When we are young we have a rebel streak. All of us. And if this rebellious desire is not curbed or properly shaped at a young age then it can become a problem, or major advantage, later in life. You may have heard or uttered yourself those words at some time. While it’s far beyond the scope of this short article to examine the roots of that emotion it is important to note this is a base human attitude and actually signals, according to most professionals, a strong character. Later in life, when properly formed, this attitude can help shape the personality of the utter-er into a strong leader, manager, steward, or enforcer.
The graphic shows a few facts as reported by American students themselves to the CDC on a questionnaire. While these aren’t necessary horrendous ills they are a sign that young people have a tendency to ignore the dangers these activities pose. Even if they don’t ignore them they take action in spite of them. The circular arrow behind the facts indicates these activities affect the entire population and not just the individual. This is something that both youth and underdeveloped adults show a lack of: concern for how their actions affect others in society.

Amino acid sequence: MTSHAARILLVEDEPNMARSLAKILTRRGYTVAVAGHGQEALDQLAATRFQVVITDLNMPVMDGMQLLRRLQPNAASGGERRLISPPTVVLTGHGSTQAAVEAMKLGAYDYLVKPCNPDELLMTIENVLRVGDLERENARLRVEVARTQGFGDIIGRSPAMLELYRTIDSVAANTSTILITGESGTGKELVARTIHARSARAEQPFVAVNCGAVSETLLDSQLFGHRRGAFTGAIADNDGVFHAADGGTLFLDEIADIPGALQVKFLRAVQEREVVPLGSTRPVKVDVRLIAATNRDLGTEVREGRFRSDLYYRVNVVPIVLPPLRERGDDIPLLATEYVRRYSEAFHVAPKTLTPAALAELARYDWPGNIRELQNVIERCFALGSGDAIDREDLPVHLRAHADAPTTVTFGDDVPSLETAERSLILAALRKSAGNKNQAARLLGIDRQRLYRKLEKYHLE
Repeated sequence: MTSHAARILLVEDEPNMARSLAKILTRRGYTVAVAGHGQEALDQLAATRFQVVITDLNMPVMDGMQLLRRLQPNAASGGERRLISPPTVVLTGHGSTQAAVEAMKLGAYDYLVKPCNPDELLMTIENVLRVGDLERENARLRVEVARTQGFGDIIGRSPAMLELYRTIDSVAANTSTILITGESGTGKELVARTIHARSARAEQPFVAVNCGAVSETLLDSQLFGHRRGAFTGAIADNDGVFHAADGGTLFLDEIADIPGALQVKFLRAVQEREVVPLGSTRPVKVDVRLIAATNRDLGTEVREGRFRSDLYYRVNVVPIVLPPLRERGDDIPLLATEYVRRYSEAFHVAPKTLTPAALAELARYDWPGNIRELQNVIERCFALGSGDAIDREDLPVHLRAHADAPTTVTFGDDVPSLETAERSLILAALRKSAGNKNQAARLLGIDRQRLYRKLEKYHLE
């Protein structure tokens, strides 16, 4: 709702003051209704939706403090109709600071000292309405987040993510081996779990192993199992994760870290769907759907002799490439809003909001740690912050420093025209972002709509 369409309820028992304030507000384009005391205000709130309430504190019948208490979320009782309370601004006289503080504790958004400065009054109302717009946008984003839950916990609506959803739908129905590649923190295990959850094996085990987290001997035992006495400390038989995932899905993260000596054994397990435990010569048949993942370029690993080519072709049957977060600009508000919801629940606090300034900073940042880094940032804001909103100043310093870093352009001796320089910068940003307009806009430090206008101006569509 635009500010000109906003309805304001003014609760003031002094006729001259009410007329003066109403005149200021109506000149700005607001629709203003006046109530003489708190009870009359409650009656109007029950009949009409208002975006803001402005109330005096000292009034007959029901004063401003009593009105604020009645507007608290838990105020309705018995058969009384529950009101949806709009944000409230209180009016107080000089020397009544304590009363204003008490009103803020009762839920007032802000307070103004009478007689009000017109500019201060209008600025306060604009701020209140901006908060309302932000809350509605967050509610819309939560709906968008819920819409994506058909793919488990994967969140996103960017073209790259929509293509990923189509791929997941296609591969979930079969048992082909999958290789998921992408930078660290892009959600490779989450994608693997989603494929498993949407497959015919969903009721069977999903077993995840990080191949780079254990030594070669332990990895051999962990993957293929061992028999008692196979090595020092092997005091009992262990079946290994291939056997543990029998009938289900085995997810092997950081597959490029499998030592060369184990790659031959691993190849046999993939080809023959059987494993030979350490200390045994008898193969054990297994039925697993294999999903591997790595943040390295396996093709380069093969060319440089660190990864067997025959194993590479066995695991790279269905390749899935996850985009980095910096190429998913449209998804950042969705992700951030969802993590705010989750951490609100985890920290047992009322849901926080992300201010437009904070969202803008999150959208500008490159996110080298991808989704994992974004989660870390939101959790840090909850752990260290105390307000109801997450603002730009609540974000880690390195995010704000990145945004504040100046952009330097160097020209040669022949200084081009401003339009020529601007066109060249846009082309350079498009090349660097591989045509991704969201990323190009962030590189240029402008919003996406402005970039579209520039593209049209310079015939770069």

This is why we have enforcers in virtually every walk of like. If you just thought “judge” or “policeman” those are just the iconic enforcers in life. There are truly billions of others. You yourself have been an enforcer and have been engaged by enforcers you may never list. Parents and teachers may be the next most visible enforcers. They both have the position of correcting societal engagement malfunctions in their children or students.
Parents and family members, in my view, have the greatest responsibility. They are tasked with care and concern for the child as she or he grows and becomes an adult. In fact almost every discussion on wayward youth and lifetime criminals turns back to “home”. You will hear things like “he didn’t have a good home life” or “his parents were no good”. I suppose almost every religious writing, since some were plagiarized from others, includes something like, “train up a child in the way he should go and when he is old he will not depart from it”.